4. All I am going to say is read this article Ron http://www.newsweek.com/id/227737 I totally agree with what both Peter Jackson and James Cameron say about technology in film. Yeah technology is there but the end of the day, we control what goes on screen. Also another interview I read with James Cameron to achieve what he did with Avatar it still took some frames 50+ hours to render and mind you all the man hours to build those scenes.Technology will help and its good to be aware of what as a business owner needs to invest in next but the end result will always be back to basics in story telling and all the cgi in the world is not going to do anything if the viewer can't connect to the story.

  5. Technology will always be a game-changer. But our ability to tell stories hasn't changed much since we learned to communicate. The medium is what has changed. Therefore, I'm inclined to believe that the person who tells the best stories will always be ahead of the one with the best grasp of technology. In no way does that diminish the accomplishments of someone like Alex Roman, who blew my mind with his imagery. Cameron had to wait for technology to catch up with his vision. Perhaps that is the key to being future proof?

  6. Wow! I would have to agree with all below, and both of those videos were visually spectacular! I got goose-bumps just waiting to find out who the person was, and when I saw Tasra's photo then I “got it”. I would like to add, at least for my area (rural NH) a way to future proof my business is to continue to maintain human relationships, building trust and always providing over the top service. There are so many quaint Inn's and B&B's around here I do business with, and they survive on providing an experience and excellent customer service…. Which I believe is something a computer can't replace…. at least not in rural NH in the next 10 years๐Ÿ™‚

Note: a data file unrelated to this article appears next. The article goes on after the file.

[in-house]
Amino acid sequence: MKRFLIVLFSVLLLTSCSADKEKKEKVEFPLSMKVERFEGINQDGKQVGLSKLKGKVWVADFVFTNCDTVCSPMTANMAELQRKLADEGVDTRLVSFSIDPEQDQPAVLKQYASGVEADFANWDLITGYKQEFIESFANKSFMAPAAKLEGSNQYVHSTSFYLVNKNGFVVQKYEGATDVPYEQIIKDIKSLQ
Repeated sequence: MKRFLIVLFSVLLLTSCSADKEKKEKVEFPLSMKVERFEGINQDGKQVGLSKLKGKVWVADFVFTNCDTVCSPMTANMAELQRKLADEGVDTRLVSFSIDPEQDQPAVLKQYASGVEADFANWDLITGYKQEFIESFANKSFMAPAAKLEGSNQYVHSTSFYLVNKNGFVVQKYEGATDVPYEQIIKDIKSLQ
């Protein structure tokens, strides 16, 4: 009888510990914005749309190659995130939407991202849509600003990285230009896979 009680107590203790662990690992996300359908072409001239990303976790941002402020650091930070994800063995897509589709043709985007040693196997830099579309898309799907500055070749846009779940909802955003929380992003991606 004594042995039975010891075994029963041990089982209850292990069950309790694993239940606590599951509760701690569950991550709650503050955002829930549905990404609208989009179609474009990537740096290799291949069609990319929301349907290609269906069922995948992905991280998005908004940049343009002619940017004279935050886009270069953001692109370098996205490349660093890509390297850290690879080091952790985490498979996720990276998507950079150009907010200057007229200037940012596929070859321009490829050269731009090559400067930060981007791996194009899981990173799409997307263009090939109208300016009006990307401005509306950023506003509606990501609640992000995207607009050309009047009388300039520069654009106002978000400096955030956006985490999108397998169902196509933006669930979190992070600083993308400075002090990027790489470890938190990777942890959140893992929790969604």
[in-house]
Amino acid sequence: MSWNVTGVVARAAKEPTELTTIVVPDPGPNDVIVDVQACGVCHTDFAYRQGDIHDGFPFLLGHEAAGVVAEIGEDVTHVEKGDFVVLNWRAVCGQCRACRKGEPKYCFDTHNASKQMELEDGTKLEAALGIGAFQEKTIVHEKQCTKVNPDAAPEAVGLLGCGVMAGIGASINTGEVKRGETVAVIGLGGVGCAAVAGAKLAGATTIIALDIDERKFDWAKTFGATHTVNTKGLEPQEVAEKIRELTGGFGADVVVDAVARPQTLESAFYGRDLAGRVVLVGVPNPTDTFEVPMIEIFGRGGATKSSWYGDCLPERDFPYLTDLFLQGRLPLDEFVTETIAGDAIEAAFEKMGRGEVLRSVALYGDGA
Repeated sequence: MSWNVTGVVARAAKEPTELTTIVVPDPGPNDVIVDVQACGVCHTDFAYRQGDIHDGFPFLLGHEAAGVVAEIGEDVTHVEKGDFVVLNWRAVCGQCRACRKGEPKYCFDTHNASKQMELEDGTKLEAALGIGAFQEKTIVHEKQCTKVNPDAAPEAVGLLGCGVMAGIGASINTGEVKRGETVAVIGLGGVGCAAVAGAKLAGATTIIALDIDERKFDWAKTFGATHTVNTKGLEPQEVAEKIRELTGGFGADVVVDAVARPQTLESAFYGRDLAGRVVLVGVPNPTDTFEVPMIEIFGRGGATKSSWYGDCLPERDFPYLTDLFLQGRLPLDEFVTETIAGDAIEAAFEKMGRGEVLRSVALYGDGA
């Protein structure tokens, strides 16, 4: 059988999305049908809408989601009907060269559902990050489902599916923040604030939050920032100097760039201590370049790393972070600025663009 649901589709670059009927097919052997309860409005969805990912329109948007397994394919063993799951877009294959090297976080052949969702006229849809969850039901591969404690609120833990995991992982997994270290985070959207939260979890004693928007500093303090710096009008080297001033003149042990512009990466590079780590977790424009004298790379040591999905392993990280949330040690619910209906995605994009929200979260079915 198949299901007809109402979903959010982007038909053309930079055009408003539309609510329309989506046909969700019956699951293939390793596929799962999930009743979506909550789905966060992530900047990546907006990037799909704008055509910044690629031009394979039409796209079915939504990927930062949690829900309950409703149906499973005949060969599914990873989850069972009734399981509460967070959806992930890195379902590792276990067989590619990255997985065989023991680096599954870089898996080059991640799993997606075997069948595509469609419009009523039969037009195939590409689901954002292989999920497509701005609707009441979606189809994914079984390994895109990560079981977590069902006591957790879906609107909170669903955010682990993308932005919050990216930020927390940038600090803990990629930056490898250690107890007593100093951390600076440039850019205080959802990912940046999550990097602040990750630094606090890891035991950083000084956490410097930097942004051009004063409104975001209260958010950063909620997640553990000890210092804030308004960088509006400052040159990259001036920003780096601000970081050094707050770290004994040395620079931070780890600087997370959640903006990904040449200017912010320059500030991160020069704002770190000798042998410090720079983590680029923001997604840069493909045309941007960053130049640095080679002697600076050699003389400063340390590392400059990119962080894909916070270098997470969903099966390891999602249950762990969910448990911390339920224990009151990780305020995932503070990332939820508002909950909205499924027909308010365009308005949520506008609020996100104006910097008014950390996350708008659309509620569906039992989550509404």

7. You're absolutely right Peter. Storytelling is key. That's one of the reasonwe try to focus on our company being an idea company vs. just a film/videocompany.But, with that said, technology is affecting our business. I keep going backto the Animoto example, but it's the same in other creative industries. I'msure the web consulting business has been affected by all these low cost,DIY providers. As technology makes it easier for companies to do their ownvideos, we'll need to find ways to communicate to potential customer WHYthey should go with our ideas vs. their own.Thanks for the article link.

  8. Nice post Ron. Thanks for pushing the envelope and getting us thinking. When I saw the Animoto montages a couple years ago, I was somewhat relieved. I never got super excited about making photos buzz around and look cool with no context or real story telling. It seemed hollow. Animoto filled a niche. If someone really wanted that sort of thing I could set them up with one of those and charge a setup fee. Or provide a great time and money saving idea by directing them to Animoto- giving better customer service.The “Ken Burns” idea of simply letting a photograph speak for itself and do gentle push ins and outs, even freeze frames, and hard cuts seems to work very well and is timeless. Many of the posts listed here speak to story telling and that is fundamental. The last Star Wars movies are great examples of new technology fused with bad story telling and bad acting. Those movies really sucked. What a shame. I agree. Story telling, better customer service, developing business systems, and using the technology you have at the time to achieve that is key. Better tools will always be appearing to help us do these things better. I can't wait to see a feature film developed on iphones or flip video cams. It would need to be story driven of course.